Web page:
Four new water-bombing helicopters will boost Queensland's frontline fire defences this summer.
Two of the choppers can dump almost three tonnes of water in one hit.
The Bell 214B helicopters are also able to source water while hovering over dams.
The Rural Fire Service says the new water-bombing fleet will have a big impact at large-scale bushfires.
"These helicopters provide a better resource than we've had in previous years," said Assistant Commissioner Neil Gallant.
"A single helicopter has the water-bombing capacity of 2.6 tonnes, or 2,650 litres of water."
The choppers will cost the State Government $6.1 million for the next three years.
They will be especially important in south-east Queensland this fire season.
"We've had plenty of rain in the wet season thanks to (cyclone) Oswald, so there's a lot of vegetation out there," Mr Gallant said.
"A couple of weeks of those dry westerlies will certainly dry that vegetation out, and if we don't get anymore rain between now and December we're going to have significant fires."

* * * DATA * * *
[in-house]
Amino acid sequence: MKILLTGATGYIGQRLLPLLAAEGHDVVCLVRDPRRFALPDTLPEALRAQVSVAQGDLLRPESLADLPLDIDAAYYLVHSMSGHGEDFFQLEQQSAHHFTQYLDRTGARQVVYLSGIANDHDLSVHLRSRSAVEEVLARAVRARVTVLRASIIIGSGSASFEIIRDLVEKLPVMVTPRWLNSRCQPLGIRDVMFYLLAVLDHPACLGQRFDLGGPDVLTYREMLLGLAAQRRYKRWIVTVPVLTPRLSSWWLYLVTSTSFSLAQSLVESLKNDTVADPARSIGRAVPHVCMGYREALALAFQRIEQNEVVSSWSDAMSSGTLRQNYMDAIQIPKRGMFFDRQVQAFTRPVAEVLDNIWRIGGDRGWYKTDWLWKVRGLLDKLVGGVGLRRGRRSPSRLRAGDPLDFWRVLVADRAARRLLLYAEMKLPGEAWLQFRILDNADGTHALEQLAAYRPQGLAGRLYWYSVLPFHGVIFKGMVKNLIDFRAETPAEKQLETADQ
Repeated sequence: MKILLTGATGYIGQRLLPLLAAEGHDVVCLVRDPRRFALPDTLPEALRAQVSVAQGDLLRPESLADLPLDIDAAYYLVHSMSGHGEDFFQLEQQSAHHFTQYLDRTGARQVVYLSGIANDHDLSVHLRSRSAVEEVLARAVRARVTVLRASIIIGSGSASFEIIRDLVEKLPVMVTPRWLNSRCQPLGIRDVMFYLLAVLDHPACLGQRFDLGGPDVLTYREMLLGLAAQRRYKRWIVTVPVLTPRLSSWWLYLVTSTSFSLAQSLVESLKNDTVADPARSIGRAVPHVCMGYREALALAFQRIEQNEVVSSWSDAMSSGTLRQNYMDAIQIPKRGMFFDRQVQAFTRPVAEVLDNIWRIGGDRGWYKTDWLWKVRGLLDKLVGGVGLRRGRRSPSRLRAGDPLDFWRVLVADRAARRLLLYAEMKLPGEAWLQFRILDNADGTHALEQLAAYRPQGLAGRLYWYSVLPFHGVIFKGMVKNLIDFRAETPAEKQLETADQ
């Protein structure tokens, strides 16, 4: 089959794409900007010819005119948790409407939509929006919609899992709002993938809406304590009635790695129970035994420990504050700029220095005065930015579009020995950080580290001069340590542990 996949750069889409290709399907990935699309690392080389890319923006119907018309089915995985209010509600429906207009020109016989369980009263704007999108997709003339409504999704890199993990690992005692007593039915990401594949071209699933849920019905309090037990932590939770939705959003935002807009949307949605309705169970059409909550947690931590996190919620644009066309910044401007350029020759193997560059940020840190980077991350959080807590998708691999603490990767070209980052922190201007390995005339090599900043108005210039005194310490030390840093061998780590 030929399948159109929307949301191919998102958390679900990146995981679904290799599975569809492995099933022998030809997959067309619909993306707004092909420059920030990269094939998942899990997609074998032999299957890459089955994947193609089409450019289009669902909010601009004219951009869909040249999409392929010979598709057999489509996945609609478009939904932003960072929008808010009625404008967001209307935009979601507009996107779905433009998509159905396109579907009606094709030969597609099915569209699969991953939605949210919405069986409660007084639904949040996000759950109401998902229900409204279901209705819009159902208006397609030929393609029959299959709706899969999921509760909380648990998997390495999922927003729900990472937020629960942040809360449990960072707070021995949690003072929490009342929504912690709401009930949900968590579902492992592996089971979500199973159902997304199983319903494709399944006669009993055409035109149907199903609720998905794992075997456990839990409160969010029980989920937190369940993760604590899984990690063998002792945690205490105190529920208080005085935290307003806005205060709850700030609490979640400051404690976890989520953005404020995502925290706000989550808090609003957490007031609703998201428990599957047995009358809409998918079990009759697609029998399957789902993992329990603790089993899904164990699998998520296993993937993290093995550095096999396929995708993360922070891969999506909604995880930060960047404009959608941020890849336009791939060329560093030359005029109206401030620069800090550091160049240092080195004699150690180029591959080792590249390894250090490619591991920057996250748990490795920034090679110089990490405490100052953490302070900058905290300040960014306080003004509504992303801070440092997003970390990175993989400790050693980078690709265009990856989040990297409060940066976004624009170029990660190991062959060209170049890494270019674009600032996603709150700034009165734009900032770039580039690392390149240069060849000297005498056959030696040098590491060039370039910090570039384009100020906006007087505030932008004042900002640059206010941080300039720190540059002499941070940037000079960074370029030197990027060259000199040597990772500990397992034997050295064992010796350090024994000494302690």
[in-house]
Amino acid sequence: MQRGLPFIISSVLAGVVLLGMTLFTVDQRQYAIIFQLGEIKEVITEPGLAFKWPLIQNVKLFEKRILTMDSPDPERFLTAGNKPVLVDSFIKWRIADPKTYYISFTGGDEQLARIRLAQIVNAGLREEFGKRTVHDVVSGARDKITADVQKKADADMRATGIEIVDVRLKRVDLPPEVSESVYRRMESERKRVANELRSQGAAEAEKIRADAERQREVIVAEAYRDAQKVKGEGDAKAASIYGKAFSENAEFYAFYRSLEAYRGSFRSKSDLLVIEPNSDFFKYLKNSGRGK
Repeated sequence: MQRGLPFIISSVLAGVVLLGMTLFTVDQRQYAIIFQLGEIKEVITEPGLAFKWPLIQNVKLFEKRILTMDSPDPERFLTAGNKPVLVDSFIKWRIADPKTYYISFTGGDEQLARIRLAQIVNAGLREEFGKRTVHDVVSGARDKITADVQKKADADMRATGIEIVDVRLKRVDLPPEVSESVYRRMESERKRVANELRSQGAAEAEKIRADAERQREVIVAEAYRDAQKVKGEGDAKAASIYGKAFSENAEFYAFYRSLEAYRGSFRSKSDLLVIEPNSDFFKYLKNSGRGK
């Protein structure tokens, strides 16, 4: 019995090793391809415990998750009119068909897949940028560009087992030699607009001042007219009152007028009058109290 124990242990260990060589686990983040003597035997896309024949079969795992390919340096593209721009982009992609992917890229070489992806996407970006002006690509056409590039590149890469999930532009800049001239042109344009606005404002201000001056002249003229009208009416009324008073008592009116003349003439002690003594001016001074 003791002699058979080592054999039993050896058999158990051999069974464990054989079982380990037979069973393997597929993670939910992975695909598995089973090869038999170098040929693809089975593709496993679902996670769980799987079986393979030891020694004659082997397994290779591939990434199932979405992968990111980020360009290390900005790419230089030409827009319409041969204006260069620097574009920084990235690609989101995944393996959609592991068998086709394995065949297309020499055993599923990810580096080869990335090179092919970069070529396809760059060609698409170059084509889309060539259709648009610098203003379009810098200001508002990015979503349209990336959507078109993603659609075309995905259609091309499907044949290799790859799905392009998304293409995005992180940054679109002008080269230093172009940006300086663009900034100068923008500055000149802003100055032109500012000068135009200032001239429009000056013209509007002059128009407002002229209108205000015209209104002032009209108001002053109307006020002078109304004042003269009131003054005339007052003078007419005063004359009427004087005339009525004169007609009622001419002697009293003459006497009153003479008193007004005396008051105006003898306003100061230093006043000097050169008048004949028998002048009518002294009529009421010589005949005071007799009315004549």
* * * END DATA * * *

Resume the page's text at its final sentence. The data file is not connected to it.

The water bombing helicopters took to the skies over Ripley, west of Brisbane, for a training exercise today, with 30 firefighters learning how to coordinate firefighting from both the ground and the air.
John McDermott owns the fleet contracted to the Rural Fire Service and also flies the aircraft.
"We've got an air attack supervisor who guides us as to where the hot spots are, or where any spot fires develop," he said.
"Then we work out what we're going to do with the fire.
"It's all about controlling the fire to a position where it can be worked on from the ground as well."
The water-bombing helicopters will be based at Archerfield and have an initial response area of 120 kilometres.